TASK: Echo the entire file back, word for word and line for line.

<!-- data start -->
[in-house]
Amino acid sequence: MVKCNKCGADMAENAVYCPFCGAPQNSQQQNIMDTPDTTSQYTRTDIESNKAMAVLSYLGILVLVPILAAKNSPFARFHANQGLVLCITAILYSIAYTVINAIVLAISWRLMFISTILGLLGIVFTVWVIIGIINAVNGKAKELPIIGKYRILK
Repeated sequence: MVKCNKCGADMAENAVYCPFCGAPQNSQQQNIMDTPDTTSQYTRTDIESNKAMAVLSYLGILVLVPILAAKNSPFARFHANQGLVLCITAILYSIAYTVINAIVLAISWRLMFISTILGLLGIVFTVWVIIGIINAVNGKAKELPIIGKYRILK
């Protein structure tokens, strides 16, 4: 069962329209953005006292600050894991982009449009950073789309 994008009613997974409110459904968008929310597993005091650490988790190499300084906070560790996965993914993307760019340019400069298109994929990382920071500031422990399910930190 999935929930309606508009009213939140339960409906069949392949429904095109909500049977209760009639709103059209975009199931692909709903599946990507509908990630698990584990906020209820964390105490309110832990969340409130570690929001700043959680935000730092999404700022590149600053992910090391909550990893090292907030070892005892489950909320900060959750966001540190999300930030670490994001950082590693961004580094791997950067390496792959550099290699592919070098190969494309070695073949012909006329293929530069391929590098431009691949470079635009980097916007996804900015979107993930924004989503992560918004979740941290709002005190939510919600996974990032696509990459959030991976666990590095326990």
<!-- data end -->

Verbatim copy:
[in-house]
Amino acid sequence: MVKCNKCGADMAENAVYCPFCGAPQNSQQQNIMDTPDTTSQYTRTDIESNKAMAVLSYLGILVLVPILAAKNSPFARFHANQGLVLCITAILYSIAYTVINAIVLAISWRLMFISTILGLLGIVFTVWVIIGIINAVNGKAKELPIIGKYRILK
Repeated sequence: MVKCNKCGADMAENAVYCPFCGAPQNSQQQNIMDTPDTTSQYTRTDIESNKAMAVLSYLGILVLVPILAAKNSPFARFHANQGLVLCITAILYSIAYTVINAIVLAISWRLMFISTILGLLGIVFTVWVIIGIINAVNGKAKELPIIGKYRILK
């Protein structure tokens, strides 16, 4: 069962329209953005006292600050894991982009449009950073789309 994008009613997974409110459904968008929310597993005091650490988790190499300084906070560790996965993914993307760019340019400069298109994929990382920071500031422990399910930190 999935929930309606508009009213939140339960409906069949392949429904095109909500049977209760009639709103059209975009199931692909709903599946990507509908990630698990584990906020209820964390105490309110832990969340409130570690929001700043959680935000730092999404700022590149600053992910090391909550990893090292907030070892005892489950909320900060959750966001540190999300930030670490994001950082590693961004580094791997950067390496792959550099290699592919070098190969494309070695073949012909006329293929530069391929590098431009691949470079635009980097916007996804900015979107993930924004989503992560918004979740941290709002005190939510919600996974990032696509990459959030991976666990590095326990």